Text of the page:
10 myself well very immersed into my host community. Our clientele is mixed and of different origins, whether Brazilian, Surinamese or Haitian or Guyanese. We have entrepreneurs working mainly in the construction and agriculture sector. The great geographic position of Saint%Laurent near the border makes it a very dynamic economic pole ' (Interview with Fritz, entrepreneur, St%Laurent%du%Maroni, 09/03/2010]. This raises the question about the conditions that stimulate entrepreneurship among immigrants.iposedtheinterrogationtothevicedirectorofchamberofcommerceandarts andcrafts(chambre'des'métiers'et'de'l ArtisanatinavisitatSaint%Laurent%du%Maroni.Sheis charged of providing assistance in the procedures necessary to create their businesses. She describedthegrowinginvolvementofentrepreneursofhaitiandescent: We are receiving requests in many sectors, such as restaurants (especially street vendingandfleamarketsinthefoodindustry(supermarkets.foranyprofessionin thefoodsectorthereismandatorytrainingand,thereafter,theycanopentheirstores closetotheschools.wealsohavefilesofhaitianentrepreneurswhoaredealingwith the clothing sector. They participate regularly at our formations. In the construction business,weobserveapositiveevolutionoftheirbusinesseswhichquicklygrows.for 14years,sinceIhavebeenattheChambre'des'Métiers'et'de'l Artisanat,Icanattestto thegrowingandvibrantactivityamongpeopleoriginallyfromhaiti.theyarewhati considergoodmodelsofintegration(interviewwithmrsomanabalmin,publicofficer, St%Laurent%du%Maroni,09/03/2010. There are two relevant aspects about the main factors of entrepreneurial dynamism in the cross%bordermobilityfromguianatosurinam:thesenseofbelongingtoatightnetworkthat acts as a safety%valve and the nature of the niche market. Nadine, originally from Aquin, is another entrepreneur of Saint%Laurent%du%Maroni who often goes to Kourou. She belongs to the Confédération Associative de Convergence Humanitaire et d Echanges (CACHE and to CollectifKourousincetheearthquakeinHaiti.HerhusbandworksinSurinam.'' For3years,Ididallkindsofmenialjobs;Iopenedmyaccountingbusinessin2007, named Kourou' Prestation' administratif (Kourou administrative services.' My clients are small construction enterprises. My husband works as an automobile salesman in Albina(Surinamandhelpsmereplenishmystockintheshop (InterviewwithNadine, businessentrepreneur,stlaurent%du%maroni,12/03/2010. Whereas the Haitian presence in Saint%Laurent%du%Maroni keeps growing with cross%border mobilities, I came across entrepreneurs increasingly investing in the construction business. Henry,originallyfromSaint%Louis%du%Sud,leftHaitiin1979anddecidedtopartwaysfromhis familyandfriendsandremainedinthecountry.hemethisfuturewife,whoisalsofromhis hometown,throughanassociationcomposedmainlyofmembersfromhisnativecommune.by virtue of this alliance, his activities diversified from construction to agriculture and cattle farming. I am residing in Matoury where I started in the construction business and then I becameinvolvedinfarmingandagriculture.iownlandandconductseveralfarming activitieswhilemywifemanagestwosheepandbeefherdsinsavanematiti.shegrew up in Saint%Louis%du%Sud (Haitian commune and knows this domain well. She maintained ties with parents at Paramaribo (Surinam and these people regularly replenishherstock(interviewwithhenry,entrepreneur,eau%lisette,11/03/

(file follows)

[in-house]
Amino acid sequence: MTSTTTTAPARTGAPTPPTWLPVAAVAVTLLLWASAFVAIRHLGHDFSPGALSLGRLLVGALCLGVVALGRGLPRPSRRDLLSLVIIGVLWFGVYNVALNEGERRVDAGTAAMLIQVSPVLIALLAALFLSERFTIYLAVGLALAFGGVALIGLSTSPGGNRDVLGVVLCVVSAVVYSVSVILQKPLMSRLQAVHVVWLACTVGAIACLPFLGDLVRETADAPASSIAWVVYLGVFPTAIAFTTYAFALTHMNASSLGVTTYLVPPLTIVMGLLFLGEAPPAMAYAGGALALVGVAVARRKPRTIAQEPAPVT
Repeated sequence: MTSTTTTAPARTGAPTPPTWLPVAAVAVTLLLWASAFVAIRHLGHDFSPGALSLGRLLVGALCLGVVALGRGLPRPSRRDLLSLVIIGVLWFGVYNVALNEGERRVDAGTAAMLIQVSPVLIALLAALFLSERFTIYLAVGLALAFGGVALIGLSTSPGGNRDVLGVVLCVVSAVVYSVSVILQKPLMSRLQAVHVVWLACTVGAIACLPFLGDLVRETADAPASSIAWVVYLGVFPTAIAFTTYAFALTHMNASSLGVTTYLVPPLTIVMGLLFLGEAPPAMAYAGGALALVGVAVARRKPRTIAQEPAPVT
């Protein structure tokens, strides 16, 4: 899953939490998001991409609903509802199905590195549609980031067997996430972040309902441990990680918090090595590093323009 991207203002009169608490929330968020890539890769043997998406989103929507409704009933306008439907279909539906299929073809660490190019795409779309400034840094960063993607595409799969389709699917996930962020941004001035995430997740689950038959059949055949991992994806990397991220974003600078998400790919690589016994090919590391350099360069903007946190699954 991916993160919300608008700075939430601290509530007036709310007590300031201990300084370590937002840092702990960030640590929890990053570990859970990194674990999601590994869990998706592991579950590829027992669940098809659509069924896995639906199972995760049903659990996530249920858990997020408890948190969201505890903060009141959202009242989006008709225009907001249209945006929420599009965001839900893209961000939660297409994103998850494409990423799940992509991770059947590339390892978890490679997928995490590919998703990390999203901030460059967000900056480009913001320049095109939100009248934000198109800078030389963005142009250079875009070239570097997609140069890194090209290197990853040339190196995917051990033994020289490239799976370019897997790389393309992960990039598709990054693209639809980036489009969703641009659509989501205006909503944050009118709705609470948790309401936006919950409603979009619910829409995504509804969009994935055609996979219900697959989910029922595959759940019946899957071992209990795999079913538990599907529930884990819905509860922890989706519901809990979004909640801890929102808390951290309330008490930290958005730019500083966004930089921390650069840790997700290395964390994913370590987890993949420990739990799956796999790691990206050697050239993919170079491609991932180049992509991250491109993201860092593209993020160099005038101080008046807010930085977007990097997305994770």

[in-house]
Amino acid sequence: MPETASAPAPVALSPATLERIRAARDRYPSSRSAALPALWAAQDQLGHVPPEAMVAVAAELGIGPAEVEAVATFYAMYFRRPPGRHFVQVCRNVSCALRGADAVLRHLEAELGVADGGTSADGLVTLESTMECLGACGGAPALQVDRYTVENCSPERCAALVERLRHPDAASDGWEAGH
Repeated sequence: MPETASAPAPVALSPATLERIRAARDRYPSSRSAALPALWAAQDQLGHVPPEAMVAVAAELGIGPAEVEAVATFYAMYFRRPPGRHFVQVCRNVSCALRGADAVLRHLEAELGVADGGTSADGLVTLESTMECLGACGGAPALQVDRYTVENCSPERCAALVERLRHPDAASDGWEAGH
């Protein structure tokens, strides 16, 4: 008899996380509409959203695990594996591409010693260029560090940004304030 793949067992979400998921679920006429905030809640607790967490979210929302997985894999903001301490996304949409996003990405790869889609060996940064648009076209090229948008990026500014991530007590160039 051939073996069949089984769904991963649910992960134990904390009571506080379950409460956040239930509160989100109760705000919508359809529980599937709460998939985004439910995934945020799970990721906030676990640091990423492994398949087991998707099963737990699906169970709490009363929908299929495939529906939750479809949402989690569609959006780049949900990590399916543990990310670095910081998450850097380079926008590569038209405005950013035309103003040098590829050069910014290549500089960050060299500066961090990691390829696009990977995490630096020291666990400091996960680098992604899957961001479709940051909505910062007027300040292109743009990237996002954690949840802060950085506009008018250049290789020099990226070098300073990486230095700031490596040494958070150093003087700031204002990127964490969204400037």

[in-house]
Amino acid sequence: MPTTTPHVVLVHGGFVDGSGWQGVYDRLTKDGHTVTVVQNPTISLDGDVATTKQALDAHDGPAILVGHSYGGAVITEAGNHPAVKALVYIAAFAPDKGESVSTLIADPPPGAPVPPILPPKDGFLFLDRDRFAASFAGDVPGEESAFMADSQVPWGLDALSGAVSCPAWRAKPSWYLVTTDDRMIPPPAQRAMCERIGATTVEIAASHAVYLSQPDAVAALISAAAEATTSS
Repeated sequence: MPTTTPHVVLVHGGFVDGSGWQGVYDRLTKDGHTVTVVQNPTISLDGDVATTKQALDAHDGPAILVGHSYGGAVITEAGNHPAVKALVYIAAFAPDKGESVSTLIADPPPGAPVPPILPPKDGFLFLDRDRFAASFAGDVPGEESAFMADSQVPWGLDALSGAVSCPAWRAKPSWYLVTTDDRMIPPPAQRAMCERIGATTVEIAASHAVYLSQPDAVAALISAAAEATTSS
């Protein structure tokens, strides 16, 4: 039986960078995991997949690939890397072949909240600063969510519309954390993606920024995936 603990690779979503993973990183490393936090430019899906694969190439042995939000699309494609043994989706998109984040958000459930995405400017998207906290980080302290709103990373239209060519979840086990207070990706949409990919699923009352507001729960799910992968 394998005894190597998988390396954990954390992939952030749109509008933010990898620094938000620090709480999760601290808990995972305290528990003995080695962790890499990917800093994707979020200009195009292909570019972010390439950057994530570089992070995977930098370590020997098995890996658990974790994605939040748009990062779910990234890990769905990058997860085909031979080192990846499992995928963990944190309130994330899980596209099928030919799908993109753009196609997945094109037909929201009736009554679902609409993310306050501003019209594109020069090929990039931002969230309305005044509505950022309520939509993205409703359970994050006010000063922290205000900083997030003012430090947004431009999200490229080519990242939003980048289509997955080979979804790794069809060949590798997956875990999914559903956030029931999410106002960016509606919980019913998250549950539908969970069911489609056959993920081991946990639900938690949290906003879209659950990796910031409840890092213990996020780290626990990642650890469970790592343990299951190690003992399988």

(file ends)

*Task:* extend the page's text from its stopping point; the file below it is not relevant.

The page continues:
11 Social capital reconstructed in a new location does not necessarily have the same degree of solidarityandreciprocityasinthelivingareapriortomigration.becauseitremainsthesame, itrequiresalongtimefortransnationalandassociativesocialcapitaltoberecreated.certain practiceslinkedtomigratorycirculation,suchascommercialpractices(entrepreneurshipand individual practices (gifts, immaterial goods, allow for improved exploration of the entrepreneur smovementswhosetradestrategiesaredependentoncontinuouscross%border exchange.fito sprofilereflectsthemoredynamiccharacterofatransnationalfirm:theyboth rely on new communication technologies and become directly involved in them as service providerstotheimmigrantcommunityandhomecountrymarkets. In contrast to Fito, Nadine turns to a different route to entrepreneurship: from family responsibilityathometoassociationalengagement.herstoryshowsthisyounggeneration s loyaltytotheirplaceoforiginandtheirsurvivingtiestotheirhomeland: MymotherwasalreadysettledinFrenchGuianawhenIjoinedherattheageof14. Unfortunately, she passed away two years after my arrival in They refused to give me the visa of sojourn and they placed me under social assistance. I married a citizenofsurinamofhaitianorigin(thomazeau.ilostmychildthreedaysafterhis birth.allthesesadeventswouldhavebeenworseifitwasnotformyextendedfamily s supporthere.iwentbacktostudytobecomeacomputerandaccountingsecretaryand I also joined a landscape program and graduated in I became involved in the associative movement by being a member of the Confédération Associative de ConvergenceHumanitaireetd Echanges(CACHE,createdin1991atKourou,withthe objective of promoting cooperation among different socio%cultural ethnicities and teaching.upuntilnow,therewasnoassociationofferinganyalphabetizationlessonsto thehaitiancommunity.wecurrentlyhavetwoemployeesintheassociation(interview withnadine,kourou,12/03/2010. Inacontextofhighunemployment,itisimportanttounderlinetwoaspectsthatarelinkedto thedevelopmentofthistypeofentrepreneurship:thedependencyofprecariouslaborinillegal situations and entrepreneurs growing relational networks. In some cases, there exists an unbalancedexchangethatputsthehomecountry(haitiatadisadvantage.agoodexampleis thecaseofahaitianentrepreneuringuianawhoexportsricetohaitieventhoughhaitihasa considerable local rice production that is vital for peasants. This is where the informal economy runs parallel to the commercial activity of entrepreneurs like Henry who do not hesitatetorecruitpoolsofhaitians,eveninillegalsituations. Everybodyknowseachotherherebecauseitisdifficulttoavoidthefamilialcircle.In Haiti,weusedtofunctionwellinaninformalway,andhereinGuiana,suchpractices continue. Here, we do not solve our problems in court but rather among informal negotiationsamongus.thelocalsayingis noumem'ki'nou'min,inotherwords we keeptoourselves. Itdescribeswellthisspiritofsolidaritythatiskeytokeepingour businesses running smoothly (Interview with Henry, entrepreneur, Eau%Lisette, 11/03/2010. These different entrepreneurial trajectories shed light on new configurations tied to a migratorymovementthatisneitherunidirectionalinabipolarspaceofdeparture%arrival,nor' of settlement%return. It is rather about a pluri%directionnel dynamic in relation to diverse spaces(berthomièreandhily2006,75. 8